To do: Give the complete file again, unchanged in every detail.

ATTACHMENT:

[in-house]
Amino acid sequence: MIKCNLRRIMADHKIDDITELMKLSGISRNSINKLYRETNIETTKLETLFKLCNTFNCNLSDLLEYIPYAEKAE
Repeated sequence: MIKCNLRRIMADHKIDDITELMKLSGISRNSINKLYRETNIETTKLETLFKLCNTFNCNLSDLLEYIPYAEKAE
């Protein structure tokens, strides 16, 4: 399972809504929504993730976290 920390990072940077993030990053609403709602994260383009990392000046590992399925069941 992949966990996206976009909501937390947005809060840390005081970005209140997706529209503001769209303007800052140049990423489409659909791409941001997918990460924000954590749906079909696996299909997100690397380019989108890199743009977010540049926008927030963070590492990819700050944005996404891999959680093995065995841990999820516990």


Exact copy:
[in-house]
Amino acid sequence: MIKCNLRRIMADHKIDDITELMKLSGISRNSINKLYRETNIETTKLETLFKLCNTFNCNLSDLLEYIPYAEKAE
Repeated sequence: MIKCNLRRIMADHKIDDITELMKLSGISRNSINKLYRETNIETTKLETLFKLCNTFNCNLSDLLEYIPYAEKAE
């Protein structure tokens, strides 16, 4: 399972809504929504993730976290 920390990072940077993030990053609403709602994260383009990392000046590992399925069941 992949966990996206976009909501937390947005809060840390005081970005209140997706529209503001769209303007800052140049990423489409659909791409941001997918990460924000954590749906079909696996299909997100690397380019989108890199743009977010540049926008927030963070590492990819700050944005996404891999959680093995065995841990999820516990």